Jumping Ability (7.8) Hayward is fearless attacking the ball in flight and will not hesitate to sell out in attempts to make the play. He times his jumps well and shows natural ball skills extending to catch outside his framework (see 2011 Connecticut, South Carolina, Arkansas and Cincinnati, 2010 South Carolina and Tennessee and 2009 Western Carolina games). His vertical jump lets him get to most vertical balls and he shows good explosion and strength in his legs on attempts to leap. For a smaller defender, he gets more than his fair share of success competing for the ball in flight, as he consistently gets good elevation to vie with the receiver to attack the ball at its highest point.
Hands (8.1) Hayward has natural hands to field and secure the ball before heading up field. He will extend to catch outside his frame and makes a concerted effort to get to the ball in flight. He plays much bigger than his size indicates due to his ball-hawking skills. It is rare to see him use his body to catch the ball and he excels making plays on the tip drill.
Run Defense (7.5) Hayward might lack the "sand in his pants" to prevent from getting absorbed by the bigger blockers, but he is an efficient perimeter tackler with the speed to redirect the outside running game. He needs to generate more power behind his hand punch to play off blocks, especially in tight quarters. He does a good job of keeping his pads down, sinking his hips and lowering his shoulders while driving hard with his legs to make the play. He will not hesitate to take on blockers and is good to break down, but due to a lack of bulk, he is better taking good angles to the ball rather than trying to split blocks. Even though he lacks size, he plays with leverage and explosion. The thing you see on film is that he won't back down when taking on blocks and is very active in attempts to fill the rush lanes (see 2011 Georgia, Tennessee and Cincinnati, 2010 Mississippi and Wake Forest and 2009 LSU, Mississippi and Georgia Tech games). In 2009, he became the first cornerback in school history to lead the team in tackles-for-loss.
Tackling Ability (6.8) Hayward has improved his strength and is more of an impact hitter as a senior than he was in the past, but still lacks that explosive power to suddenly stop the ball carrier in his tracks, as he is more of a low-cut, drag-down wrap-up tackler than one that will blow up his man on every play. He shows good courage taking on bigger blockers and will do an efficient job of breaking down, facing up and wrapping to tackle. He will not hesitate to go low, wrestle the opponent down and knock the receivers out of bounds with a decent thud and he is not intimidated taking on bigger blockers, but size and a small wingspan does prevent him from "blowing them up" and making lots of tackles in the open field.
Summation Has a lean, but defined frame that can carry at least another ten pounds of bulk with no loss in quickness…Shows good thickness in his thighs and calves and a toned upper body torso with surprising power for a player his size…Builds to top speed in a hurry and shows explosive acceleration throughout his running stride…Has the closing burst to instantly make plays in front of him…His second gear is evident by the way he simply races past opponents on kickoff returns…Has very loose hips to redirect and is fluid changing direction…Never takes false steps in transition and shows very good balance on the move…Fearless in run support, closing on the play and pursuing the ball carriers with good form to push the running game back inside from the perimeter…Has a keen understanding of the playbook, but will still spend time dissecting plays to discover ways to improve his technique…Has made good strides in run support, knowing how to keep his pads low and attack the outside leg to impede the running back's forward progress…Hard worker in the training room who also puts in extra hours studying game films…Type of athlete that performs best against top-level competition, as he loves the challenge…Dependable field leader who will spend extra time mentoring the younger players (has a bit of Troy Vincent in him, as he tries to understand the assignments of every position)…Quick to read and react to the ball in flight and shows good confidence in his hand extension and timing on his leaps to get to the ball at its high point…Has the loose hips to quickly get back into the action on the rare times he over-pursues…Has the hand placement and mirror ability to stay tight on the receiver during deep routes…Has an explosive closing burst, doing a good job of keeping the action in front of him…Even with his timed speed, he does not get over-confident and give his opponent a large cushion, preferring to stay tight on his man throughout the route's progression…Demonstrates the body control to accelerate and adjust to the ball in flight…Can play off the ball, knowing he has the timed speed to close on the play…Maintains good relationship with the receiver and when he does eye the backfield, he is smart enough not to bite on play action…Has excellent range to make plays at the opposite end of the field…Very aggressive when combating for jump balls and will not hesitate to sacrifice his body and extend for the ball in a crowd…Shows good patience returning kicks, but is sudden when he spots the crease…Natural hands catcher with the ability to secure the ball outside his frame…More of a low-cut tackler, but has good wrap-up form.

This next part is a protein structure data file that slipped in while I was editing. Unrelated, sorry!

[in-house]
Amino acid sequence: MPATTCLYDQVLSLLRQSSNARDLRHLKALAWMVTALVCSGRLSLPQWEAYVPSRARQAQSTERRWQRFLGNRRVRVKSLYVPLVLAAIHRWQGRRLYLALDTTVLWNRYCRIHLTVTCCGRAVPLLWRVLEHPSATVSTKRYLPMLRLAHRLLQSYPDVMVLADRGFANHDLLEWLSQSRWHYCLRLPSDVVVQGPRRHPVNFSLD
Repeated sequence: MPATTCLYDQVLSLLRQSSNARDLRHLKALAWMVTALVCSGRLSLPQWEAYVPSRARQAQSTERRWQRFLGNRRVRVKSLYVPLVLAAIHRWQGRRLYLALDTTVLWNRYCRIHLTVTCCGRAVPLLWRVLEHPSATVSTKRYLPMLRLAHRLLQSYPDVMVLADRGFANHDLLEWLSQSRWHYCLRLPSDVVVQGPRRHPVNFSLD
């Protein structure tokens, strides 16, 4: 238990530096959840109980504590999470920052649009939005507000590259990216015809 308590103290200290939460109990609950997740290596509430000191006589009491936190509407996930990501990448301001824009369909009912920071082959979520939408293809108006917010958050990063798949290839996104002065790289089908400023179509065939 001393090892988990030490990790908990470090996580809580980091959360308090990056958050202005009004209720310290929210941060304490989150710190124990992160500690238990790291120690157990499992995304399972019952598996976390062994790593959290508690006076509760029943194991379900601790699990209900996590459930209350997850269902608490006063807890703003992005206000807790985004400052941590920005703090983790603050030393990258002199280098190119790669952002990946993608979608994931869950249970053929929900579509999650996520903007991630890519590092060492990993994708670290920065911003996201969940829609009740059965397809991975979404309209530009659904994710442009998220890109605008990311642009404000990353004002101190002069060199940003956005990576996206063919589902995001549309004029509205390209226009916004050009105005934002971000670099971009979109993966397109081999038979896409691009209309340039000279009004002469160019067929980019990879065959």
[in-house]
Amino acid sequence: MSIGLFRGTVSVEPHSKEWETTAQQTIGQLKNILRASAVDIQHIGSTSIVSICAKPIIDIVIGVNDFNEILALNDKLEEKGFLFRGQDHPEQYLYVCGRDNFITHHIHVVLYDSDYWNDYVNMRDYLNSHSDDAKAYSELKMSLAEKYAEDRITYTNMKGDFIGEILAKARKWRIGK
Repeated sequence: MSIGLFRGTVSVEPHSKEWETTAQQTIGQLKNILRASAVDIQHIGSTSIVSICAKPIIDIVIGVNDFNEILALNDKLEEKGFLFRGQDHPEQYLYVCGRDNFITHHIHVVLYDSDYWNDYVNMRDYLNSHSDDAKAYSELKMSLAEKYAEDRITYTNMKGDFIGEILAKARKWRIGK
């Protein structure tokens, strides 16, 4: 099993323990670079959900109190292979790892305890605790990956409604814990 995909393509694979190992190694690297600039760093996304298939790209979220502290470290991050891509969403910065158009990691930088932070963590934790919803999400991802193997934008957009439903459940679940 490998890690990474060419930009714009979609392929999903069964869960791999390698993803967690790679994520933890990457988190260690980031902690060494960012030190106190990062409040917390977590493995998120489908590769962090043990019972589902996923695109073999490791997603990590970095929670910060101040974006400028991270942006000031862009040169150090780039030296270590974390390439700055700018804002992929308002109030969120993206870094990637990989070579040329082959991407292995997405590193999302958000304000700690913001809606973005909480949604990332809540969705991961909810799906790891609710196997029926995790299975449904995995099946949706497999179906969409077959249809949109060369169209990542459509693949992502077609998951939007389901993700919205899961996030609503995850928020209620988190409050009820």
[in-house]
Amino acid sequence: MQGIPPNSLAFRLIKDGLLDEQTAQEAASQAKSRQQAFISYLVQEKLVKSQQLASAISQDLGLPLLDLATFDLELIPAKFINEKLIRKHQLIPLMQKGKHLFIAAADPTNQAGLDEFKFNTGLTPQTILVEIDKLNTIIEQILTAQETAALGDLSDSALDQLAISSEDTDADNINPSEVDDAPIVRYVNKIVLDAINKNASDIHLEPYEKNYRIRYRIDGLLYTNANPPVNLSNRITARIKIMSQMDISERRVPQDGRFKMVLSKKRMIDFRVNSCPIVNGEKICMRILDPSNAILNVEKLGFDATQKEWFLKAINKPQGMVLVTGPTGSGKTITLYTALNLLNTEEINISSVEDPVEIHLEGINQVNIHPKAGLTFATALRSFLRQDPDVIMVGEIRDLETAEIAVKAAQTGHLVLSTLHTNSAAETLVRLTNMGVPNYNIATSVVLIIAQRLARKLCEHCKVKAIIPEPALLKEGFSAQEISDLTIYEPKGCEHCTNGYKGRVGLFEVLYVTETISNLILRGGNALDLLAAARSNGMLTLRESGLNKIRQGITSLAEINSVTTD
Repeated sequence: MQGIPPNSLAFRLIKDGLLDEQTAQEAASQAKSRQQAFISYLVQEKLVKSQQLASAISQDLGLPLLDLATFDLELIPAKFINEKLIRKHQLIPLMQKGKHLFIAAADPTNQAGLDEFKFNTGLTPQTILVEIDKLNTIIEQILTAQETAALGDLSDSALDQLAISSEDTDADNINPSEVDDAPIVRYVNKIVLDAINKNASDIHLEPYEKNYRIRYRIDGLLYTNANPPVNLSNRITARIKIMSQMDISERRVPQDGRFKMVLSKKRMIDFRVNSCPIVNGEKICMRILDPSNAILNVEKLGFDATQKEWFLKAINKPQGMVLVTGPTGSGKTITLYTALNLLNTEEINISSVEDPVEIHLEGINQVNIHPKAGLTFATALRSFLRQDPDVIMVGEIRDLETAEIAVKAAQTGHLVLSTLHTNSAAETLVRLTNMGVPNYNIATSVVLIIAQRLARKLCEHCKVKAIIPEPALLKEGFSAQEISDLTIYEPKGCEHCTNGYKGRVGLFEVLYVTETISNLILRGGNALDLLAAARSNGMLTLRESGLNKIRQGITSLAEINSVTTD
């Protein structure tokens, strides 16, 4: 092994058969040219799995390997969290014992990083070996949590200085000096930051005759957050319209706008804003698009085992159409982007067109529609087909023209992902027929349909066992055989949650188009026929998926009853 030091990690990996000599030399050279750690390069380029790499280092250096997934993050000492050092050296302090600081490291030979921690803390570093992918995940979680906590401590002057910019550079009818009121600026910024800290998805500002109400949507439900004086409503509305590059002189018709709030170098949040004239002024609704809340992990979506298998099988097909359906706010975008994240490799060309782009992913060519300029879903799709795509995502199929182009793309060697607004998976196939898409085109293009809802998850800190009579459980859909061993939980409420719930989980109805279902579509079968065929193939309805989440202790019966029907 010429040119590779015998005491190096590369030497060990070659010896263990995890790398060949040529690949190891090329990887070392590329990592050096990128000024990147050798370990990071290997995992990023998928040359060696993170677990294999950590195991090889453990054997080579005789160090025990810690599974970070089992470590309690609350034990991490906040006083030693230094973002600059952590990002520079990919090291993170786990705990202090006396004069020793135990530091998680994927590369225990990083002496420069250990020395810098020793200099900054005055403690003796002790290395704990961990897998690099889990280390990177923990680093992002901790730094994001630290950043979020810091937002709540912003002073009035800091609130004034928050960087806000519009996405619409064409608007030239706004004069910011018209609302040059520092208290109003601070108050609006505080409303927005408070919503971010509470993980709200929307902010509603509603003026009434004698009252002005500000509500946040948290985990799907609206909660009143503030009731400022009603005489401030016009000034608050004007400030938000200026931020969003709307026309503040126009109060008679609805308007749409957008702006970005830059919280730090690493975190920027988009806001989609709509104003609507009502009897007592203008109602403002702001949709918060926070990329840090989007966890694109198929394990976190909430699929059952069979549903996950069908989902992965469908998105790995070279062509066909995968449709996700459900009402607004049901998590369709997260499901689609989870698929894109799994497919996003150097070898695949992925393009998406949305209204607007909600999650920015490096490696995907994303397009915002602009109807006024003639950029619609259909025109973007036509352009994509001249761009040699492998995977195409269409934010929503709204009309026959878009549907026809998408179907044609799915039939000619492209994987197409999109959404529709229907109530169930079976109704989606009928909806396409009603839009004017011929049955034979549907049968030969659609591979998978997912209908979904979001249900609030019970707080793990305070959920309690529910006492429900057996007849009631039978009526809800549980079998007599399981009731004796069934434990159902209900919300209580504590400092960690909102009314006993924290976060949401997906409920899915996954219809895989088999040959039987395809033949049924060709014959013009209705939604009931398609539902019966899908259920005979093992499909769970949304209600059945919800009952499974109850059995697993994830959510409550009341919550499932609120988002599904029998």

Compares To BRENT GRIMES-Atlanta…Like Grimes, Hayward is a solid pass thief, thanks to outstanding timing, quickness and a good understanding for route progression. He has very good leaping ability to compensate for a lack of ideal size and wingspan combating receivers to get to the ball at its highest point. He makes good adjustments on the move and is an efficient cut tackler who knows how to lower and drive with his shoulder to take the blockers out of action. He will need to continue adding more bulk to his frame, but that should not impact his above average acceleration. Like Grimes, Green Bay's Sam Shields and Houston's Jason Allen, he is smart enough to play a variety of roles in the secondary and his versatility will be a plus earlier in his pro career.